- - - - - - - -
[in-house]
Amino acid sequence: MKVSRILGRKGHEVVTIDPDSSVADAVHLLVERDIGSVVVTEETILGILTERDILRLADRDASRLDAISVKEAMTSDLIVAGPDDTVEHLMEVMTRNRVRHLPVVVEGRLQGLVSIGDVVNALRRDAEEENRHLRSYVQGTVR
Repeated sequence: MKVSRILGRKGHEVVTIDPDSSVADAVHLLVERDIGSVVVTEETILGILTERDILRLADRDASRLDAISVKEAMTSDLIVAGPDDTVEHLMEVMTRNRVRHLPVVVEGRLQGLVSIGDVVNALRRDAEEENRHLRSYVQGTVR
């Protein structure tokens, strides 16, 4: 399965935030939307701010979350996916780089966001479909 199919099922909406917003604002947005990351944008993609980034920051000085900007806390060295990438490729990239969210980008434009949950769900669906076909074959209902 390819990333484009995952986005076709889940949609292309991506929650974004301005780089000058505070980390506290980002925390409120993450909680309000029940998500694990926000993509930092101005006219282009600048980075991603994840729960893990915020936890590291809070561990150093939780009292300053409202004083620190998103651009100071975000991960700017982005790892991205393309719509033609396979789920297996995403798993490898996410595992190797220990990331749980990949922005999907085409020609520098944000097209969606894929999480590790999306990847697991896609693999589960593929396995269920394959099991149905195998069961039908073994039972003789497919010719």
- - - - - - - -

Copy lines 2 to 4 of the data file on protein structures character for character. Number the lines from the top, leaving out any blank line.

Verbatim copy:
Amino acid sequence: MKVSRILGRKGHEVVTIDPDSSVADAVHLLVERDIGSVVVTEETILGILTERDILRLADRDASRLDAISVKEAMTSDLIVAGPDDTVEHLMEVMTRNRVRHLPVVVEGRLQGLVSIGDVVNALRRDAEEENRHLRSYVQGTVR
Repeated sequence: MKVSRILGRKGHEVVTIDPDSSVADAVHLLVERDIGSVVVTEETILGILTERDILRLADRDASRLDAISVKEAMTSDLIVAGPDDTVEHLMEVMTRNRVRHLPVVVEGRLQGLVSIGDVVNALRRDAEEENRHLRSYVQGTVR
């Protein structure tokens, strides 16, 4: 399965935030939307701010979350996916780089966001479909 199919099922909406917003604002947005990351944008993609980034920051000085900007806390060295990438490729990239969210980008434009949950769900669906076909074959209902 390819990333484009995952986005076709889940949609292309991506929650974004301005780089000058505070980390506290980002925390409120993450909680309000029940998500694990926000993509930092101005006219282009600048980075991603994840729960893990915020936890590291809070561990150093939780009292300053409202004083620190998103651009100071975000991960700017982005790892991205393309719509033609396979789920297996995403798993490898996410595992190797220990990331749980990949922005999907085409020609520098944000097209969606894929999480590790999306990847697991896609693999589960593929396995269920394959099991149905195998069961039908073994039972003789497919010719």